Lisp editing

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Revision as of 18:25, 9 October 2019 by Elvince (talk | contribs) (→‎Make parenthesis easier on the eyes (paren-face): github link instead of melpa)
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Tips on how to edit lisp code efficiently.

Built-in modes

The built-in mode depends on the language but probably it does syntax highlighting and has shortcuts to evaluate and compile code.

Highlight parenthesis and other delimiters

Highlight pairs with different colors

That's possible with rainbow-delimiters. It highlights delimiters such as parentheses, brackets or braces according to their depth. Each successive level is highlighted in a different color.

Make parenthesis easier on the eyes (paren-face)

We can also do the contrary of highlighting parenthesis and make them smoother on the eyes. The mode [1] renders them as a light grey by default.

"We lispers probably don't need to be constantly made aware of the existence of the parentheses. Dimming them might be even more useful for people new to lisp who have not yet learned to subconsciously blend out the parentheses."

Managing parenthesis

adjust-parens - adjust parens given the indentation

adjust-parens (in ELPA) adjusts the parens of the sexp around point given its indentation.

Example: | indicates the position of point.

   (let ((x 10) (y (some-func 20))))

After one TAB:

 (let ((x 10) (y (some-func 20)))

After three more TAB:

 (let ((x 10) (y (some-func 20

After two Shift-TAB to dedent:

 (let ((x 10) (y (some-func 20))

Note that lispy and smartparens also have this functionality.

Parinfer - keep parens and indentation balanced

Let's begin the serie with Parinfer. It is the newest of the modes but yet the easiest to get going with (no learning gap) and still as feature-full. It helps to keep both indentation and parens balanced and it introduces to more advanced features similar to Paredit. Its Emacs plugin is in melpa.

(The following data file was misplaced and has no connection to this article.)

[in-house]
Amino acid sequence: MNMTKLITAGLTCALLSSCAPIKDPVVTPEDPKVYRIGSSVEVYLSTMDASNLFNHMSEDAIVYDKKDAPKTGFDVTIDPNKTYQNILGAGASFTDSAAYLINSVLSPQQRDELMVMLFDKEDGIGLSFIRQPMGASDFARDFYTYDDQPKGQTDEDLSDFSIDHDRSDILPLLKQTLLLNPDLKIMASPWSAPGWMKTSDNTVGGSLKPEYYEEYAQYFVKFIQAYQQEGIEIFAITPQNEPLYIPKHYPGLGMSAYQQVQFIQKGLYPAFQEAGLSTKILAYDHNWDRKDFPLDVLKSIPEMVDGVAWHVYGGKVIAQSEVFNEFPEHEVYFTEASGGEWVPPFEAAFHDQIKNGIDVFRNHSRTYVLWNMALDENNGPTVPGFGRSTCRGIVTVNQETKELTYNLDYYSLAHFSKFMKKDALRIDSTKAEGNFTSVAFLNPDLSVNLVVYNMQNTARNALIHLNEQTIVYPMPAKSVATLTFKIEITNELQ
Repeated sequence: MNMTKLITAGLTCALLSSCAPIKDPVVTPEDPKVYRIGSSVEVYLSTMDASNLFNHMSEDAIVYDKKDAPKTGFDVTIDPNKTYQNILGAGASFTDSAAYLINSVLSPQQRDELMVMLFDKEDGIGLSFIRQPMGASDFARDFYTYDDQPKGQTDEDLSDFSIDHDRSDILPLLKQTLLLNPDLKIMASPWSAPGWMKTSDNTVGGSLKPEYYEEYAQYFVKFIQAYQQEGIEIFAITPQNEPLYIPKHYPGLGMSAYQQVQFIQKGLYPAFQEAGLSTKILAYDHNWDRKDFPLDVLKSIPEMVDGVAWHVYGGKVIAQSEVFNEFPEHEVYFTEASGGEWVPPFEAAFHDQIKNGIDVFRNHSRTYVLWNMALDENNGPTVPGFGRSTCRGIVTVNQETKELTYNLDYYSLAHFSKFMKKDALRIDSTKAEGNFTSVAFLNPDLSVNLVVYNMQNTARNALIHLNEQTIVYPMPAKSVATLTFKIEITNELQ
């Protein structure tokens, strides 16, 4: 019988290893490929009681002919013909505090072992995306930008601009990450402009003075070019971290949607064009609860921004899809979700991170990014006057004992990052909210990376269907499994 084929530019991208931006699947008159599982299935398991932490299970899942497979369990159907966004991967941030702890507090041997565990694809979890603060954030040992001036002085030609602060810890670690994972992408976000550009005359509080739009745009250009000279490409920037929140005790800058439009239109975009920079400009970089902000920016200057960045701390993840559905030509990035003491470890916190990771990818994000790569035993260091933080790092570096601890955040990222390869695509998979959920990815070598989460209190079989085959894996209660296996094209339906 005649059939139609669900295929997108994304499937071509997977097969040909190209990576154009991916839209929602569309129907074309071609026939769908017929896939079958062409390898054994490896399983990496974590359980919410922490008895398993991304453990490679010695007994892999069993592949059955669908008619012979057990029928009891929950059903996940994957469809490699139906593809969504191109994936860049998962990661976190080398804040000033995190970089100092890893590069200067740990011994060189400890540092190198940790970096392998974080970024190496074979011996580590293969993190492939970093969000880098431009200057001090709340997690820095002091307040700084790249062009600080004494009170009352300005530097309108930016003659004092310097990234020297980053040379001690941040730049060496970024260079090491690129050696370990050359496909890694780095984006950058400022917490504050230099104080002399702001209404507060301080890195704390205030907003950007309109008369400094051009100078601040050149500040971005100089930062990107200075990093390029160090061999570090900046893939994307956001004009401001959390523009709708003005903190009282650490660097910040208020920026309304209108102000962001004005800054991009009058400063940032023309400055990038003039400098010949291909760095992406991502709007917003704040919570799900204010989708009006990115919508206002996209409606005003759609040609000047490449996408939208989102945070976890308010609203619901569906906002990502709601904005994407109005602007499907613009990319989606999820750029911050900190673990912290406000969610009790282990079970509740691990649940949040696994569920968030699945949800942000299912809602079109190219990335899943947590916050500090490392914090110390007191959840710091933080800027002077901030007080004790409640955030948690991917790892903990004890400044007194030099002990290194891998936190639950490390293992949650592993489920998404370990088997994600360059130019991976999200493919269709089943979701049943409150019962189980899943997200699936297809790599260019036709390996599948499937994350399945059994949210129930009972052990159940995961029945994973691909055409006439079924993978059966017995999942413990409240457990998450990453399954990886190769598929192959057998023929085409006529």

It could be seen as a more advanced adjust-parens.


Smartparens is a minor mode for Emacs that deals with parens pairs and tries to be smart about it. It not only deals with parens but with everything that comes in pairs (html tags,…) and thus has features for non-lispy languages.

It is available in melpa.


Paxedit adds commands based on the context (in a symbol, a sexp,… ) and puts efforts on whitespace cleanup and context refactoring. It does more than Paredit.

It is an Emacs extension which eliminates the work, tedium, and mistakes involved with manual editing and refactoring LISP code. Paxedit allows the quick refactoring of symbols, symbolic expressions (explicit and implicit), and comments. Normally a unique command or set of commands would allow a user to delete, copy, or transpose symbols, symbolic expressions, or comments. Additionally, after executing some delete or general refactoring commands the user must clean up any extraneous whitespace, correct indentation, and make sure all their expressions are balanced.

Paxedit takes a departure from the above manual state of code editing through automation. Paxedit does away with multiple different commands. Paxedit knows when it’s in a symbol or a comment. Paxedit does the right thing in the right context. For example, Paxedit has one delete command which can be used to delete comments and symbolic expressions explicit and implicit. That is just one of many Paxedit’s context aware commands. Additionally, all Paxedit commands by default cleanup whitespace, fix indentation issues caused by refactoring, and expressions stay balanced.

  • Conceptually consistent
  • Parenthesis, brackets, quotes, etc. stay balanced
  • Removes the need to select different commands for different contexts
  • No need for manual whitespace cleanup
  • Code stays correctly indented
  • Understands implicit expressions
  • Customizable: Can be extended to work for other languages, Can even be used for general text editing